For the third time this decade, a majority of the Supreme Court Grand Bench has ruled that a Lower House election was "in a state of unconstitutionality." Districts drawn under the Public Offices Election Law for the 2014 election violated the constitutional principle of equality of votes — or at least, violated it by too wide a margin. A vote in the least densely populated district had the same impact as more than two votes in the most densely populated one.

What does this vague phrase mean? From 1976 to 2011, the court had found several Upper and Lower House elections to be "unconstitutional" (kenpo ihan). The euphemism "in a state of unconstitutionality" (iken jotai) was first used in 2011. It means that the districts were unconstitutional (really), but that a reasonable time for the Diet to fix the election law had not yet passed. Had the districts been unconstitutional and a reasonable time for remediation passed, the court would have called them "unconstitutional." Indeed, the other day three of the 15 justices did that.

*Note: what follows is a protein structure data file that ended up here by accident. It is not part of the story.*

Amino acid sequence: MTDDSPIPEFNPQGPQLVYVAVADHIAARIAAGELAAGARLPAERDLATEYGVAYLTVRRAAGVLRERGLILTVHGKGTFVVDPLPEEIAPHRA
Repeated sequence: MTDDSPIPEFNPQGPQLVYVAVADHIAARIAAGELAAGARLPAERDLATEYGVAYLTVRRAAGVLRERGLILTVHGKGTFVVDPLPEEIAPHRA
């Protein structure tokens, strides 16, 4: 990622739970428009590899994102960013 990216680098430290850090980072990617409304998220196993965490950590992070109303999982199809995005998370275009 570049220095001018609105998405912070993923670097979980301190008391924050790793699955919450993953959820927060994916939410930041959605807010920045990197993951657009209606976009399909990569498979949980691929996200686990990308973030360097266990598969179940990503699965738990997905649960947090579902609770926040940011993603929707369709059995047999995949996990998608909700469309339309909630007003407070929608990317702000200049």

As in all previous cases of unconstitutional elections, though, the Supreme Court refused to invalidate the election results. It simply reminded the (illegally elected) Diet members to clean up the election law. To many commentators, this perverse result is the best we can reasonably expect. Respected scholar and blogger Michael Cucek, for example, calls the ruling "all that anyone could have and can reasonably hope for in terms of the Supreme Court's making Japanese elections more fair."